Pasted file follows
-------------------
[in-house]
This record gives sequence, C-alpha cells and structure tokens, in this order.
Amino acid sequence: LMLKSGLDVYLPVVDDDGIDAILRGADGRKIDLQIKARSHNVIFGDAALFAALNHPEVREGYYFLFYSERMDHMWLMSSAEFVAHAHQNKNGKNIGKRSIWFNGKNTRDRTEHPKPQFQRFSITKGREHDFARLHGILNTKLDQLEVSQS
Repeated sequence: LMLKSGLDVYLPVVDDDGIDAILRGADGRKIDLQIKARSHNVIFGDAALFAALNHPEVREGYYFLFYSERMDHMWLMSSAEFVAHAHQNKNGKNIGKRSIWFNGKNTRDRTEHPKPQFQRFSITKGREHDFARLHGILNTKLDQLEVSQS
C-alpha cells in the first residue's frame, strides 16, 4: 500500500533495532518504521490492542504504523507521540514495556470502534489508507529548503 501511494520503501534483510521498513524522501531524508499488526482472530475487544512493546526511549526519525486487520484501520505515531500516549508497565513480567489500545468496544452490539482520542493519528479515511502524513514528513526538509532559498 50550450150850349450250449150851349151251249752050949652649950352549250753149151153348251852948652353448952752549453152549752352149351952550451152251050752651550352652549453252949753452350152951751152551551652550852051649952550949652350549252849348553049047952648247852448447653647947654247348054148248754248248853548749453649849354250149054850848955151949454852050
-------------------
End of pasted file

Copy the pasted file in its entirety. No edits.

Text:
[in-house]
This record gives sequence, C-alpha cells and structure tokens, in this order.
Amino acid sequence: LMLKSGLDVYLPVVDDDGIDAILRGADGRKIDLQIKARSHNVIFGDAALFAALNHPEVREGYYFLFYSERMDHMWLMSSAEFVAHAHQNKNGKNIGKRSIWFNGKNTRDRTEHPKPQFQRFSITKGREHDFARLHGILNTKLDQLEVSQS
Repeated sequence: LMLKSGLDVYLPVVDDDGIDAILRGADGRKIDLQIKARSHNVIFGDAALFAALNHPEVREGYYFLFYSERMDHMWLMSSAEFVAHAHQNKNGKNIGKRSIWFNGKNTRDRTEHPKPQFQRFSITKGREHDFARLHGILNTKLDQLEVSQS
C-alpha cells in the first residue's frame, strides 16, 4: 500500500533495532518504521490492542504504523507521540514495556470502534489508507529548503 501511494520503501534483510521498513524522501531524508499488526482472530475487544512493546526511549526519525486487520484501520505515531500516549508497565513480567489500545468496544452490539482520542493519528479515511502524513514528513526538509532559498 50550450150850349450250449150851349151251249752050949652649950352549250753149151153348251852948652353448952752549453152549752352149351952550451152251050752651550352652549453252949753452350152951751152551551652550852051649952550949652350549252849348553049047952648247852448447653647947654247348054148248754248248853548749453649849354250149054850848955151949454852050